Skip to content

September 20, 1960

Record of Conversation between N.S. Khrushchev and Prime Minister of Cuba Fidel Castro

This document was made possible with support from MacArthur Foundation

September 20, 1960

New York


Fidel Castro said he was very happy to hear that N.S. Khrushchev would come for a visit, despite all obstacles. Such an important person as the head of the Soviet government would be the first to visit the Prime Minister of such a small country as Cuba. This is very important for the Cubans and for public opinion as a whole.


N.S. Khrushchev replied that he has been waiting for this opportunity for a long time, and it is a great pleasure to meet with Fidel Castro. “The powers do not treat us very well,” N.S. Khrushchev continued, “but this should not trouble us. We are cheerful and inspired when our enemies are raging in anger. The American government’s attitude is a manifestation of their powerlessness. They do stupid things and all sensible people condemn their behavior.”


Next, N.S. Khrushchev said that he would like to use this opportunity to express his deep respect for Fidel Castro personally and through him for the heroic Cuban people as a whole.


F. Castro noted that the poorest people in New York are the Hispanics and blacks. Despite the anti-Cuban, anti-revolutionary propaganda in TV, film, and print media in the United States, they understand the truth and are sympathetic to the revolution in Cuba. The Hispanics enthusiastically greeted the Cuban delegation at the airport. The U.S. authorities tried to deceive them, claiming that the plane with the delegation would land at another airport.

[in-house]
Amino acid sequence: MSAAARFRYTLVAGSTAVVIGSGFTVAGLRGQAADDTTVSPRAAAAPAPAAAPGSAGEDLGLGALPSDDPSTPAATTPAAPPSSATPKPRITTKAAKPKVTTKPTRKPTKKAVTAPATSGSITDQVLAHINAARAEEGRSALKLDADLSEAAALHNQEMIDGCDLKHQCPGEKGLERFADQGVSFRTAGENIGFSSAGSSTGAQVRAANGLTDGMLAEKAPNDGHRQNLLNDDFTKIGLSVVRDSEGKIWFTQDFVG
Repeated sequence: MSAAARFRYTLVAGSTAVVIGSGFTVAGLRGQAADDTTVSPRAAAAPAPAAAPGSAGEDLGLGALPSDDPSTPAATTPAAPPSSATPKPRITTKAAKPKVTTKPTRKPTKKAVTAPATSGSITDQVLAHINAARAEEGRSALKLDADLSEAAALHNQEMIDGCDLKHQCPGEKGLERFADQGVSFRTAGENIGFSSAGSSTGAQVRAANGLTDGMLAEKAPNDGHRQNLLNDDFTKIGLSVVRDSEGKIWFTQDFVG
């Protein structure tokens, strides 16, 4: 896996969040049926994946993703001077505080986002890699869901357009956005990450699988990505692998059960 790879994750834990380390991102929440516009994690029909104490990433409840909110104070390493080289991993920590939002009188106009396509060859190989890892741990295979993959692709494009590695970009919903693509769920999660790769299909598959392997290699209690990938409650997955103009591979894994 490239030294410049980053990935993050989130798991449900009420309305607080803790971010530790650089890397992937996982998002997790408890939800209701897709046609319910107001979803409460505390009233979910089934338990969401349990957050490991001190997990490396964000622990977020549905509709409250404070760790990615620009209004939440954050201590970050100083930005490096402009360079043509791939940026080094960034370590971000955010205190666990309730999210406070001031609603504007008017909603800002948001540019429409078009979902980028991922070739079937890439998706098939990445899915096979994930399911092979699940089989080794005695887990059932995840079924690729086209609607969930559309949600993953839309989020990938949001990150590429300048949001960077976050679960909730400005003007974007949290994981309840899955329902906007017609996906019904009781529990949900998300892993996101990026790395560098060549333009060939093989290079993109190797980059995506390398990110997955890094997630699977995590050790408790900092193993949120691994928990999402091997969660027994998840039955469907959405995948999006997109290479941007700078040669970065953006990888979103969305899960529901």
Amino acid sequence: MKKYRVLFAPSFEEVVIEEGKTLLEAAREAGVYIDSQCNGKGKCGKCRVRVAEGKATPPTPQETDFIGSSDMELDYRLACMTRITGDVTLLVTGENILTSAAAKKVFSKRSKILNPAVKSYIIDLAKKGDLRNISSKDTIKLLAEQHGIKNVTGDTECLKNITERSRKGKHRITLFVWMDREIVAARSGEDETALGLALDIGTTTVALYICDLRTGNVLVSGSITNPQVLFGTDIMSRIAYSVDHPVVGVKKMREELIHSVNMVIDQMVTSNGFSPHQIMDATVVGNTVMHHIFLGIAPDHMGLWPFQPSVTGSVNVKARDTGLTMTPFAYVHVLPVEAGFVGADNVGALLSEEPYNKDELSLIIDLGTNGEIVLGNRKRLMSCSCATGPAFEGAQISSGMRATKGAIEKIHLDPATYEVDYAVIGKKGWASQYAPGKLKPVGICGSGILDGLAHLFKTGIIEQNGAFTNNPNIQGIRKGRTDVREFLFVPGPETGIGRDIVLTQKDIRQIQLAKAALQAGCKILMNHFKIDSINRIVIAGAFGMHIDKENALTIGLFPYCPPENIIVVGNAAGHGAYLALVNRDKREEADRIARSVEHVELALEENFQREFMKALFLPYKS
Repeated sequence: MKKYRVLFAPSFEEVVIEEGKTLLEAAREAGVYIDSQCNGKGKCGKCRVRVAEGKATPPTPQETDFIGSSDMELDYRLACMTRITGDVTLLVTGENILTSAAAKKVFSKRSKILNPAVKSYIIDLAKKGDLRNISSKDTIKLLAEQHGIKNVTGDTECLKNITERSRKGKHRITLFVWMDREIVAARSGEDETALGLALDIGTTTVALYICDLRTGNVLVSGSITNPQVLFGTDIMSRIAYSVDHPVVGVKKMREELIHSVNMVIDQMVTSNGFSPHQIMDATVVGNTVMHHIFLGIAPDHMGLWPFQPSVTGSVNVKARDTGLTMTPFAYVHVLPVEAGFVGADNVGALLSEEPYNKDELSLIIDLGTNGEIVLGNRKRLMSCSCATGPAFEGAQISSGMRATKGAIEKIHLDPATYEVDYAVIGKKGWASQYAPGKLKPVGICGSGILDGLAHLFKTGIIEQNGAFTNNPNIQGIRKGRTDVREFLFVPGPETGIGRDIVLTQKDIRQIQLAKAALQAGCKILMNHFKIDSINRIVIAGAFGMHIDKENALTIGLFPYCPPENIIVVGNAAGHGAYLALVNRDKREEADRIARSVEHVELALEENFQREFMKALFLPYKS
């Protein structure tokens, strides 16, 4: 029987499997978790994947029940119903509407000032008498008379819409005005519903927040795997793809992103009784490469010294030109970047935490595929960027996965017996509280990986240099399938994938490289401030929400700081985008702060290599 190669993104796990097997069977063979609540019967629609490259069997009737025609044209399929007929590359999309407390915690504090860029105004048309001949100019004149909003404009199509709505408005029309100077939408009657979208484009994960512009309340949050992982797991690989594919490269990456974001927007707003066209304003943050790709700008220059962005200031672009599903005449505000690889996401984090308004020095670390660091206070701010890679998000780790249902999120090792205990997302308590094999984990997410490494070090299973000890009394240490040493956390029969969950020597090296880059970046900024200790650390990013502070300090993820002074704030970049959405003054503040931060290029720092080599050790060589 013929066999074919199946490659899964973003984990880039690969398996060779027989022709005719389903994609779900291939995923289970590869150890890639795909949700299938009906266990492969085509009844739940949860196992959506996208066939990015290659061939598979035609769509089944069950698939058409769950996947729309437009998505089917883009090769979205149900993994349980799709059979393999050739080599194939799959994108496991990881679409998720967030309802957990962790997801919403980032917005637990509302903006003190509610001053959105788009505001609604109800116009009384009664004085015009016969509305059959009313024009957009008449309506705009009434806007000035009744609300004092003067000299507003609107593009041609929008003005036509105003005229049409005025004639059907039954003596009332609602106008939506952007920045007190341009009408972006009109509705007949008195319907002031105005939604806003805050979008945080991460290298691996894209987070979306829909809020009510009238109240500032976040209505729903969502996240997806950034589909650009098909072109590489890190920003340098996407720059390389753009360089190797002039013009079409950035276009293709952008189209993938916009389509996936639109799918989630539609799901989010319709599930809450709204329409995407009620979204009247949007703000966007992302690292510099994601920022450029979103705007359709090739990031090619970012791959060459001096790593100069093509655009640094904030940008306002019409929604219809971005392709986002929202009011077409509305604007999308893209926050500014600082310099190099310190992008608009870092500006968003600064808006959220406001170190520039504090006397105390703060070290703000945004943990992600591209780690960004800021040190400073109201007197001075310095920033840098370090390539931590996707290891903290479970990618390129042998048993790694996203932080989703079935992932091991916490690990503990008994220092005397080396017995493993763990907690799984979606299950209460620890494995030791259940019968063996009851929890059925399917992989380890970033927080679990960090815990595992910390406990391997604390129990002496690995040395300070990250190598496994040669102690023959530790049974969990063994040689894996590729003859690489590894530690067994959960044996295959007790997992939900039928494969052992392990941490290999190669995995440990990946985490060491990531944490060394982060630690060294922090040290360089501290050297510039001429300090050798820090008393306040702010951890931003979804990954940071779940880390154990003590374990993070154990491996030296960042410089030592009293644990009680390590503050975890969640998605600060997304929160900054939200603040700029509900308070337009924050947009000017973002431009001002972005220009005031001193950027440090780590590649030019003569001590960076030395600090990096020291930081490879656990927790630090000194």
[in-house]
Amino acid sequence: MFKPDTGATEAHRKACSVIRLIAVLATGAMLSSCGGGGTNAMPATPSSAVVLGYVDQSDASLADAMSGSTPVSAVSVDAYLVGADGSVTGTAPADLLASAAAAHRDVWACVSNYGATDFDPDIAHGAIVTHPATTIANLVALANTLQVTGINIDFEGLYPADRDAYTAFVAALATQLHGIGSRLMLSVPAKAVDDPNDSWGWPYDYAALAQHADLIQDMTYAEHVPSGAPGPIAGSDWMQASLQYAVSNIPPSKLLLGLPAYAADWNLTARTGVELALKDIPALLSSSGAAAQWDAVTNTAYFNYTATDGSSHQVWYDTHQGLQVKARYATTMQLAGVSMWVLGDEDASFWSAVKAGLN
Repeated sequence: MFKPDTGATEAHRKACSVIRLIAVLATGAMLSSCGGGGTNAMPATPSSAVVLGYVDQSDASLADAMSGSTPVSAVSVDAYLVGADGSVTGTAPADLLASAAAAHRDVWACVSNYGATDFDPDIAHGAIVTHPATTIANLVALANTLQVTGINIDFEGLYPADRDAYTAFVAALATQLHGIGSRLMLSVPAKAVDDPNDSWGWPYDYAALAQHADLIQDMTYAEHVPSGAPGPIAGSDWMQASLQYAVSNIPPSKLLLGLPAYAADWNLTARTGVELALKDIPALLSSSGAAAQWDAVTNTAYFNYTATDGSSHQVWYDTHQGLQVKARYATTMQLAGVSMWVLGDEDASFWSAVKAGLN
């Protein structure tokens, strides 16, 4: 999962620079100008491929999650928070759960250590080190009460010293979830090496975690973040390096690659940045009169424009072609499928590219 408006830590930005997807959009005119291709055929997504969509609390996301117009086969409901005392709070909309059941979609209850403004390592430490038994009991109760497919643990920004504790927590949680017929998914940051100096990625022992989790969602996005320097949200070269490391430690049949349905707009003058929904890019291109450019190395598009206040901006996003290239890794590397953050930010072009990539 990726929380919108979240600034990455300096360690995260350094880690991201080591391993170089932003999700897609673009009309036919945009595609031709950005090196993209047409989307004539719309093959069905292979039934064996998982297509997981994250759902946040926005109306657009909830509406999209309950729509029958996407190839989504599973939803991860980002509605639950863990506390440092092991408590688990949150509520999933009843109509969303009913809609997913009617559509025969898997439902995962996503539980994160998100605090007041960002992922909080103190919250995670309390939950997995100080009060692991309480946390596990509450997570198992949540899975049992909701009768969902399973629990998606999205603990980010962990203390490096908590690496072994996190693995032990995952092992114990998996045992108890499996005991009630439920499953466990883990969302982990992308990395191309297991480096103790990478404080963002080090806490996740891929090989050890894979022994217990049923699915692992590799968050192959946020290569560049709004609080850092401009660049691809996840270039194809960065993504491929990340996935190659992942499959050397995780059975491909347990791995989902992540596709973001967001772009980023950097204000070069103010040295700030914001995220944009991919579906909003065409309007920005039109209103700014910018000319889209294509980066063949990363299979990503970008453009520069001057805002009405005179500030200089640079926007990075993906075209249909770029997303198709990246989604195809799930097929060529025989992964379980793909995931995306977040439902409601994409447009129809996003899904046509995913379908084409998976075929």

N.S. Khrushchev said all Latin Americans understand that Cuba’s new government is doing everything for the people. He noted further that [Adlai E.] Stevenson said in a recent article that the State Department should protect America from Communism, but the communists are already in New York, so [the State Department] has to put up defenses in Manhattan.


“You,” N.S. Khrushchev continued, “made a very good move by transferring to a hotel in Harlem – a neighborhood where ordinary people live. It was very well received here.”


F. Castro noted that they relocated to the hotel at night, and still at that late hour a big crowd gathered and shouted welcoming slogans. Enemies of the revolution will not come to this neighborhood. The blacks said they will protect the delegation from ill-wishers and they will do it without the help of police. They also favorably received N.S. Khrushchev’s visit to the area and will remember it for their entire lives.


“It is common knowledge that your first visit to the United States,” Fidel Castro said, “made a huge impression and is well understood by the people. I read the statement you made upon arriving to the U.S. and I must say you are very aware of the needs of ordinary people. You speak their language. I am sure that after a second visit to the U.S., they will have an even better opinion of you.”


Further, Fidel Castro said he decided to lead the Cuban delegation only because it was announced that N.S. Khrushchev would lead the Soviet delegation to the XV session of the General Assembly. This is a very important session and it is very good that N.S. Khrushchev will take part in its work.